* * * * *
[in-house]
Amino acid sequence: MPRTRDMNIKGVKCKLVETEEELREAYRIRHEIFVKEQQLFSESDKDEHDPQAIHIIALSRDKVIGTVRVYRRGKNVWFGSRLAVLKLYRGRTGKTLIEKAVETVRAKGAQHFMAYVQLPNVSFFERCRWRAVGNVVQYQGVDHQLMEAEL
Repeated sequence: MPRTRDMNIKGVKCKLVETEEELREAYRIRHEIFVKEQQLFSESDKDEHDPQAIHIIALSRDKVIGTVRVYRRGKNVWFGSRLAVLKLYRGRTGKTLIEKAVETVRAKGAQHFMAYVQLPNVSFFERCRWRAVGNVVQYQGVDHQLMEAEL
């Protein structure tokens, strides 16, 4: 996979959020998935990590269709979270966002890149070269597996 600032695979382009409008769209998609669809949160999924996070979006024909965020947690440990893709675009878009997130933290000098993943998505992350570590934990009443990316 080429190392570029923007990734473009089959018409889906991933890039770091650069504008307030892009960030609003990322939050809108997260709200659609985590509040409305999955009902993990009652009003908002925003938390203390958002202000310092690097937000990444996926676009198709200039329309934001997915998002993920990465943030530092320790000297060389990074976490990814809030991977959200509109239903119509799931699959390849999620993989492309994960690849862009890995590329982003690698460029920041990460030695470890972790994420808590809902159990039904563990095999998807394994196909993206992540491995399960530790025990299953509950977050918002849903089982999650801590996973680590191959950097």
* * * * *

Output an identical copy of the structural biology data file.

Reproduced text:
[in-house]
Amino acid sequence: MPRTRDMNIKGVKCKLVETEEELREAYRIRHEIFVKEQQLFSESDKDEHDPQAIHIIALSRDKVIGTVRVYRRGKNVWFGSRLAVLKLYRGRTGKTLIEKAVETVRAKGAQHFMAYVQLPNVSFFERCRWRAVGNVVQYQGVDHQLMEAEL
Repeated sequence: MPRTRDMNIKGVKCKLVETEEELREAYRIRHEIFVKEQQLFSESDKDEHDPQAIHIIALSRDKVIGTVRVYRRGKNVWFGSRLAVLKLYRGRTGKTLIEKAVETVRAKGAQHFMAYVQLPNVSFFERCRWRAVGNVVQYQGVDHQLMEAEL
């Protein structure tokens, strides 16, 4: 996979959020998935990590269709979270966002890149070269597996 600032695979382009409008769209998609669809949160999924996070979006024909965020947690440990893709675009878009997130933290000098993943998505992350570590934990009443990316 080429190392570029923007990734473009089959018409889906991933890039770091650069504008307030892009960030609003990322939050809108997260709200659609985590509040409305999955009902993990009652009003908002925003938390203390958002202000310092690097937000990444996926676009198709200039329309934001997915998002993920990465943030530092320790000297060389990074976490990814809030991977959200509109239903119509799931699959390849999620993989492309994960690849862009890995590329982003690698460029920041990460030695470890972790994420808590809902159990039904563990095999998807394994196909993206992540491995399960530790025990299953509950977050918002849903089982999650801590996973680590191959950097």